Category Archives: Critical Theory

Habermas and Strategic Versus Communicative Action

In this fourth in a sequence of blogs on the theories of Jurgen Habermas I move on to consider his use of the concepts of lifeworld and system. These receive their fullest expression in his magisterial two-volume ‘Theory of Communicative Action’, although many of the theories pre-existed this treatise. One enduring problem Habermas set out […]

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Habermas and Crisis Tendencies

I think Habermas’ ‘Legitimation Crisis’ one of his more neglected books. Published in Germany in the early 1970s it has proved remarkably perspicacious. In this third blog on his work I give a brief outline of his argument, then ask why I judge it so compelling and what salience it has now. In the era […]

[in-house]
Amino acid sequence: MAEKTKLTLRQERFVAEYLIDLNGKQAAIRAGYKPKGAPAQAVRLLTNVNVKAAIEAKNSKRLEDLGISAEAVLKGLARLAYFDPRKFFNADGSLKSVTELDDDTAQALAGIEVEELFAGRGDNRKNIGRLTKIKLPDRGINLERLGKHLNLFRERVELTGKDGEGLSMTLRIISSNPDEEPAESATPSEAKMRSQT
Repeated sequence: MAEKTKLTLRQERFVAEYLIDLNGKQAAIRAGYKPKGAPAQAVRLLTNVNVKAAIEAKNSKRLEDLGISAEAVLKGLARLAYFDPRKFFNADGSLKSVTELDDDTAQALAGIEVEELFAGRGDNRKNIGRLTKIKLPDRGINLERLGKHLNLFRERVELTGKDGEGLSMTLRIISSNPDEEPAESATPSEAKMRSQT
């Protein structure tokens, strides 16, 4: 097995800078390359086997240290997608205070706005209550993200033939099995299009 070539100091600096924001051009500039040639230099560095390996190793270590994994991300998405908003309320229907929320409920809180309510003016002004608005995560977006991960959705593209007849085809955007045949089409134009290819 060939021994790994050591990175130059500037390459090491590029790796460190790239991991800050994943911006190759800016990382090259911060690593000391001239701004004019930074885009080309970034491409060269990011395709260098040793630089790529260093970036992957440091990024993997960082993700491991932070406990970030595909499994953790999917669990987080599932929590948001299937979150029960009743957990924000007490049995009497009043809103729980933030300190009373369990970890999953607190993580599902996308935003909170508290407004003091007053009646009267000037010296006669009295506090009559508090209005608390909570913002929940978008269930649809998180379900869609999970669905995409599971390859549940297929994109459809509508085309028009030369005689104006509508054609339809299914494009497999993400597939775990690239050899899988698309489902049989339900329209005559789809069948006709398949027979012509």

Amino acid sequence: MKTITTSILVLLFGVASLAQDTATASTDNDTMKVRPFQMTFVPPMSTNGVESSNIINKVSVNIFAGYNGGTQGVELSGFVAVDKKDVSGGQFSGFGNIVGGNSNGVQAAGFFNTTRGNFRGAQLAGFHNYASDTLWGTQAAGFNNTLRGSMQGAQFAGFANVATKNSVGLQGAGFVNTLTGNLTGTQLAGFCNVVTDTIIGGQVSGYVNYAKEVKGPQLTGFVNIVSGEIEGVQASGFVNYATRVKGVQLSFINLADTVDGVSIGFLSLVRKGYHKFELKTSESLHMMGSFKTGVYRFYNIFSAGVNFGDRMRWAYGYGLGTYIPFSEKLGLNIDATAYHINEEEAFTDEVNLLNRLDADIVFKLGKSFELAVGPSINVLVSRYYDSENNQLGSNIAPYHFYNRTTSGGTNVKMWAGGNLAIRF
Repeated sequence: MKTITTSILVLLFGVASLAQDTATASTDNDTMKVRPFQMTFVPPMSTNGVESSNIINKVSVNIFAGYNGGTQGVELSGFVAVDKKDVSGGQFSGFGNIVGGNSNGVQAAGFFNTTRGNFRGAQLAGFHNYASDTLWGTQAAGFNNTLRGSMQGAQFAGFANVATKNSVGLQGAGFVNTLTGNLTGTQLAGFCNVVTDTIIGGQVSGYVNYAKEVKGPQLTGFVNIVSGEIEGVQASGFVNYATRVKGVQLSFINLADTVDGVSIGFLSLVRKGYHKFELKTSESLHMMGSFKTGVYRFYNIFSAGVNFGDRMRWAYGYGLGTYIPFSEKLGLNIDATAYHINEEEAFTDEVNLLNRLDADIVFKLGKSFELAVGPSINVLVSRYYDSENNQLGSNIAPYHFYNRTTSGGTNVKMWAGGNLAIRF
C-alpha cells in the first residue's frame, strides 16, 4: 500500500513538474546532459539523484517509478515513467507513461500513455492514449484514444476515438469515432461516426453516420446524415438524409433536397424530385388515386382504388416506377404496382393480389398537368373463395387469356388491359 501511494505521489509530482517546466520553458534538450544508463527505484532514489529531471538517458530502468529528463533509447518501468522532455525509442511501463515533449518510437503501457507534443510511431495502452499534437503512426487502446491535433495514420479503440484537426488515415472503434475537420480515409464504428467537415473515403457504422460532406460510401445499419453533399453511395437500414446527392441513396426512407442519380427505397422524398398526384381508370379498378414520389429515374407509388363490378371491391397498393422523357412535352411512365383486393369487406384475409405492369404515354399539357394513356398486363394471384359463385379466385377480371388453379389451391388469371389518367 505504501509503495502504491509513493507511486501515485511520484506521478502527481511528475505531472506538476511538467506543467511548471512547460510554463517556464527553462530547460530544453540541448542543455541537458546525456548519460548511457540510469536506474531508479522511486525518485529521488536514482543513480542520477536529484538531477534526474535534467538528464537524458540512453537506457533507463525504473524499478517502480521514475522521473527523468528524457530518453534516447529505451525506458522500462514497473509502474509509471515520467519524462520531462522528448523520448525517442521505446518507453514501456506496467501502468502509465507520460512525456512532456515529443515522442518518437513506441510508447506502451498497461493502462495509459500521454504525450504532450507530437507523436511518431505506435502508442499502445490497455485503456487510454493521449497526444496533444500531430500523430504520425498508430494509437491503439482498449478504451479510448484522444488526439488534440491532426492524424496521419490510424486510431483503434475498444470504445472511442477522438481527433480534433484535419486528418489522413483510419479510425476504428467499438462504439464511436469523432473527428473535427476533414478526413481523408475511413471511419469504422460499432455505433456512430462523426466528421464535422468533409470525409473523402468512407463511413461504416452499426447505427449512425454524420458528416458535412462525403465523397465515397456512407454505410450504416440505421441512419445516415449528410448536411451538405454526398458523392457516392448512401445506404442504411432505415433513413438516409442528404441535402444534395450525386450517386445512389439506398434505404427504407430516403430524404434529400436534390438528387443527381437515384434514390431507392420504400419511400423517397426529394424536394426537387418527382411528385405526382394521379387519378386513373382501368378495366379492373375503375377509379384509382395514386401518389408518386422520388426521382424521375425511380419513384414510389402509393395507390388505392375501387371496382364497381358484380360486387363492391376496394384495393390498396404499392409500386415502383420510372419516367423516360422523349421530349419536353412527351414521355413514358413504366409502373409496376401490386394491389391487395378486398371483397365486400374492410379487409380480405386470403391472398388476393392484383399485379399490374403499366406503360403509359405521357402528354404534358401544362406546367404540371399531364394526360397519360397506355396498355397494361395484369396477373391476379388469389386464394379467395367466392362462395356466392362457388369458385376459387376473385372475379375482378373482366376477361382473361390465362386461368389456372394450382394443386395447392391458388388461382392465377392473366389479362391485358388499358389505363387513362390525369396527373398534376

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Habermas, Civil Society and the Public Sphere

This blog is the second in a short series on the work of Habermas and issues that arise from it. The focus is on the notions of civil society and the public sphere and how these have changed as spaces of resistance and unrest. Habermas’ early study of the rise of the bourgeois public sphere, […]

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An Introduction to Habermas

Jurgen Habermas is less discussed than he was even a decade ago, but having written of the relevance of his work for health and health care I am still occasionally asked to give talks on applications of his theories to the health domain. Hence this first in a short series of blogs. All I am […]

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